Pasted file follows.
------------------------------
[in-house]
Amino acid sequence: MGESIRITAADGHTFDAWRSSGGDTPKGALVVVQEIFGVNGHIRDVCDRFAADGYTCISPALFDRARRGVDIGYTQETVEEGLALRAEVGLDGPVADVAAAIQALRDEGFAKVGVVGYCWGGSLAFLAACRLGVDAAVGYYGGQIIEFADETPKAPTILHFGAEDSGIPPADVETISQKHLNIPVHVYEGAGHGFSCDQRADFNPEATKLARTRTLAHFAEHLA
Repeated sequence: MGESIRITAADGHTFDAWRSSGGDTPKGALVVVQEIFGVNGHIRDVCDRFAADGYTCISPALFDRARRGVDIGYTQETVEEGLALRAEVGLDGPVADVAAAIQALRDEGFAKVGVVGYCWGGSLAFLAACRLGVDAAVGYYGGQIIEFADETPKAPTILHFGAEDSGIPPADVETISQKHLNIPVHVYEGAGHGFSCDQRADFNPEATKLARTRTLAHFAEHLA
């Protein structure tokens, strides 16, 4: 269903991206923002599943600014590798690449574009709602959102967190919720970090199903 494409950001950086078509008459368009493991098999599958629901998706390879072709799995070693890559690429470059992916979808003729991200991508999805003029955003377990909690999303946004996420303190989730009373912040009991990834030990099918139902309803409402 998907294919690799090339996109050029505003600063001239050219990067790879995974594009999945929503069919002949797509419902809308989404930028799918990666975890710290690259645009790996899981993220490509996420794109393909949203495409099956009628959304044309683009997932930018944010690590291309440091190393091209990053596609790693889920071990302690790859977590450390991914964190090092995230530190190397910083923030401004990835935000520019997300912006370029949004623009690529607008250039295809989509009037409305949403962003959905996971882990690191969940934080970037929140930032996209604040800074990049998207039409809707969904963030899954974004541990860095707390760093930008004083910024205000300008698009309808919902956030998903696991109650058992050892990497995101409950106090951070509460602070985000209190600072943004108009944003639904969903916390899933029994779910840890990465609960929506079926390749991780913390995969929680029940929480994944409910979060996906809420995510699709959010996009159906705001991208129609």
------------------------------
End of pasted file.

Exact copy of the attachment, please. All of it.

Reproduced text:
[in-house]
Amino acid sequence: MGESIRITAADGHTFDAWRSSGGDTPKGALVVVQEIFGVNGHIRDVCDRFAADGYTCISPALFDRARRGVDIGYTQETVEEGLALRAEVGLDGPVADVAAAIQALRDEGFAKVGVVGYCWGGSLAFLAACRLGVDAAVGYYGGQIIEFADETPKAPTILHFGAEDSGIPPADVETISQKHLNIPVHVYEGAGHGFSCDQRADFNPEATKLARTRTLAHFAEHLA
Repeated sequence: MGESIRITAADGHTFDAWRSSGGDTPKGALVVVQEIFGVNGHIRDVCDRFAADGYTCISPALFDRARRGVDIGYTQETVEEGLALRAEVGLDGPVADVAAAIQALRDEGFAKVGVVGYCWGGSLAFLAACRLGVDAAVGYYGGQIIEFADETPKAPTILHFGAEDSGIPPADVETISQKHLNIPVHVYEGAGHGFSCDQRADFNPEATKLARTRTLAHFAEHLA
């Protein structure tokens, strides 16, 4: 269903991206923002599943600014590798690449574009709602959102967190919720970090199903 494409950001950086078509008459368009493991098999599958629901998706390879072709799995070693890559690429470059992916979808003729991200991508999805003029955003377990909690999303946004996420303190989730009373912040009991990834030990099918139902309803409402 998907294919690799090339996109050029505003600063001239050219990067790879995974594009999945929503069919002949797509419902809308989404930028799918990666975890710290690259645009790996899981993220490509996420794109393909949203495409099956009628959304044309683009997932930018944010690590291309440091190393091209990053596609790693889920071990302690790859977590450390991914964190090092995230530190190397910083923030401004990835935000520019997300912006370029949004623009690529607008250039295809989509009037409305949403962003959905996971882990690191969940934080970037929140930032996209604040800074990049998207039409809707969904963030899954974004541990860095707390760093930008004083910024205000300008698009309808919902956030998903696991109650058992050892990497995101409950106090951070509460602070985000209190600072943004108009944003639904969903916390899933029994779910840890990465609960929506079926390749991780913390995969929680029940929480994944409910979060996906809420995510699709959010996009159906705001991208129609």